When Jack Noel Gerard was a young boy, less than 12 years old, his father came home one day and announced to the family that they were now in the dairy business. His dad had sold a combine harvester to a local farmer, who was unable to make the payments for it. Rather than take the machinery back, his father graciously asked the farmer what he wanted to do to work it out. The farmer offered a small herd of dairy cows.
Soon thereafter the Gerard patriarch took his four sons, including young Jack, to the local bank and created Gerard Brothers Dairy. From then on, Jack and his brothers took turns waking up around 5:30 a.m. to milk the cows and care for them again after school.
They converted an old house into a makeshift barn, which didn’t quite keep out the icy, southeast Idaho wind during winters that could reach 20 below zero. Every day, rain or snow or sunshine, the animals had to be cared for. “You never had a day off,” Elder Gerard recalled.
Those experiences shaped his life in many ways, said Elder Gerard, who was sustained in April general conference as a General Authority Seventy.
His father, James Gerard, a John Deere tractor dealer, and his mother, Cecil Gasser Gerard, a schoolteacher, began raising their six children in a two-bedroom house near Mud Lake, Idaho. The girls slept in one room, his parents in the other and the four boys slept on the floor in the living room. Despite not having much in worldly possessions, Elder Gerard said he experienced a “very blessed childhood.”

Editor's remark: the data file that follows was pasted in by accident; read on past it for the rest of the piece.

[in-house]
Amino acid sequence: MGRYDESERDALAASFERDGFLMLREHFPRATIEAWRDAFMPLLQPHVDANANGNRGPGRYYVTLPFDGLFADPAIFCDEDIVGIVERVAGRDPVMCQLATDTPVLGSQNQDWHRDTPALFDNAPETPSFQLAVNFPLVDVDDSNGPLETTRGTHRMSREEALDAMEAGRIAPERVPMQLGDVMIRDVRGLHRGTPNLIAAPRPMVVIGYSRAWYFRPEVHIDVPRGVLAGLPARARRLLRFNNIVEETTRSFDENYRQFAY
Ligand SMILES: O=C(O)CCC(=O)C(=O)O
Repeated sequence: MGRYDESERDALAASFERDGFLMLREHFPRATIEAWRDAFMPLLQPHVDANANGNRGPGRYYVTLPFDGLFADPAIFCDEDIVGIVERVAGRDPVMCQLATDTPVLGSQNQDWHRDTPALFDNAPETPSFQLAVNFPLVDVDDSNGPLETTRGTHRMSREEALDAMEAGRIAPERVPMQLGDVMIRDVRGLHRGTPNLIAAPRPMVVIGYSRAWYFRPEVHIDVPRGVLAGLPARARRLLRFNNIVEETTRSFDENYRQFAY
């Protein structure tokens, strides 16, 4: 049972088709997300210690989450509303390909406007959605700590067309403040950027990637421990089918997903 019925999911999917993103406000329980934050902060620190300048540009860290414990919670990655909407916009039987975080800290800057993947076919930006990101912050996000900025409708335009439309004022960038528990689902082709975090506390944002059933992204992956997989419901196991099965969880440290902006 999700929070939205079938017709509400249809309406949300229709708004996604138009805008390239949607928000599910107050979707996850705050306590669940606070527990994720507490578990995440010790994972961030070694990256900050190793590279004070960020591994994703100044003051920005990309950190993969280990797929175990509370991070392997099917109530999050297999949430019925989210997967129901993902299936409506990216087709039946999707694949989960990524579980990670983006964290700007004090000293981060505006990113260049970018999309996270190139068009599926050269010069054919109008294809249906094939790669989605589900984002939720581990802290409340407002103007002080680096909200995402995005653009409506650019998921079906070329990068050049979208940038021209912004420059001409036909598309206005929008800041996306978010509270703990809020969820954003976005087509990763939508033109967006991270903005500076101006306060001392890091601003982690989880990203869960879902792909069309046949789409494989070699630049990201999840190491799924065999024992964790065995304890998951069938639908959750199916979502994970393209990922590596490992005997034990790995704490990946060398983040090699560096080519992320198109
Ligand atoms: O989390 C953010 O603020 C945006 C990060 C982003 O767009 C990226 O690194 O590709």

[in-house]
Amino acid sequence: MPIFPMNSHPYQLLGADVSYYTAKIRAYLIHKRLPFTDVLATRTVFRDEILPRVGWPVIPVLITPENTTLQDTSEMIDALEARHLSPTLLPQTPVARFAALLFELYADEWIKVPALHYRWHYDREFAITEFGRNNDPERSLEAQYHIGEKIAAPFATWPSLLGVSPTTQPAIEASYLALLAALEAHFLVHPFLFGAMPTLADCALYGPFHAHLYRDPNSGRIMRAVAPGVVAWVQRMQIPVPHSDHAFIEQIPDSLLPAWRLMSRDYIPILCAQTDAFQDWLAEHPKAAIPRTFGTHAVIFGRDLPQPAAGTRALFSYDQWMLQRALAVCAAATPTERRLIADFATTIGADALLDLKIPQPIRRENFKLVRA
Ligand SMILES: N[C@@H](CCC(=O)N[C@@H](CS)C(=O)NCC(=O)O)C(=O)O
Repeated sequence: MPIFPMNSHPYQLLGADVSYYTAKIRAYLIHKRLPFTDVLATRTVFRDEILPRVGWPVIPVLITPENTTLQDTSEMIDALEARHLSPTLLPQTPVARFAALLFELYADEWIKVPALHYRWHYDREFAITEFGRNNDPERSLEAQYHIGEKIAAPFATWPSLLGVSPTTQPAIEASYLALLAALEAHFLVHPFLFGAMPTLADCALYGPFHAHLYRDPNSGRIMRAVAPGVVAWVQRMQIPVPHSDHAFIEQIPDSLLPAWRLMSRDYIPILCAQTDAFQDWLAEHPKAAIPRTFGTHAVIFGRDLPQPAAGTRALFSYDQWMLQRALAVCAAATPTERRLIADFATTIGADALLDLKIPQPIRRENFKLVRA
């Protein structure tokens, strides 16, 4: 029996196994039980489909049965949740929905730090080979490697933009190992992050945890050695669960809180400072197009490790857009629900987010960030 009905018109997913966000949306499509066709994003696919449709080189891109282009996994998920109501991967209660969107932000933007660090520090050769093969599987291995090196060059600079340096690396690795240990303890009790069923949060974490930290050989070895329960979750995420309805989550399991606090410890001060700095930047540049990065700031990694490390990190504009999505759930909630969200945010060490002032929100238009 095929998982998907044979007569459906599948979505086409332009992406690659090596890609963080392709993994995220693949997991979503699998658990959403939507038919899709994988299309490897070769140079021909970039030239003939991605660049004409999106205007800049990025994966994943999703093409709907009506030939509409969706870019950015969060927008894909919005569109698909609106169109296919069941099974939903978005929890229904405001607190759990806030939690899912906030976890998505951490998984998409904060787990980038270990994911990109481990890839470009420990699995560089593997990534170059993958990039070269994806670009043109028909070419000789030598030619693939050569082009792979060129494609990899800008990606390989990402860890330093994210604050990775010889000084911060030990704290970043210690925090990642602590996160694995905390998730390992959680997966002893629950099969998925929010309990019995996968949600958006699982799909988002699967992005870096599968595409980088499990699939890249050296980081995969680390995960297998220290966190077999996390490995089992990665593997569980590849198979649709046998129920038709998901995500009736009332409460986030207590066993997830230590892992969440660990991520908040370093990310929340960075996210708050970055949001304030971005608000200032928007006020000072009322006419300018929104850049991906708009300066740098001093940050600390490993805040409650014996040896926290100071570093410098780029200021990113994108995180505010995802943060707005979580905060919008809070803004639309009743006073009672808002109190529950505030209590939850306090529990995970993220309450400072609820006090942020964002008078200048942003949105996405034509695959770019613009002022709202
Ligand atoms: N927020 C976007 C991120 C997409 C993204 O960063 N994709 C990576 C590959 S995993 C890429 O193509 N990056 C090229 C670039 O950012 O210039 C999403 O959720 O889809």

“We all had to work hard but those are good memories,” he said. He and his siblings grew up playing basketball, football and running track and finding creative ways to have fun — like driving a pickup truck down the banks of the irrigation canal to water ski.
Life in Mud Lake — slipping hay, driving tractors, shoveling manure and milking cows — not only taught him hard work, diligence and responsibility but also provided fertile ground for growing his testimony of the gospel.
Elder Gerard remembers going to sacrament meeting as a young boy with his family shortly after his father joined the Church and hearing the testimony of a weather-beaten farmer. He was hunched over from age and years of manual labor, but as he spoke, “you could feel the Spirit and the great warmth and strength that came from a humble man that knew the Lord.”
Being raised in that culture of pure and simple faith has shaped Elder Gerard’s thinking in many ways, said his wife, Sister Claudette Gerard. It doesn’t matter if he’s meeting with the president of the United States or his best friend from Mud Lake, he treats everyone with equal respect. “I think it taught him the principle of all being of worth,” she said.
“I think those early informative days were very helpful to be able to see through the cares of this life and to see the divine nature and real worth of all individuals,” Elder Gerard added. “A lot of that was taught in the early days when you could see that everyone had a role to play and every one was here for a purpose.”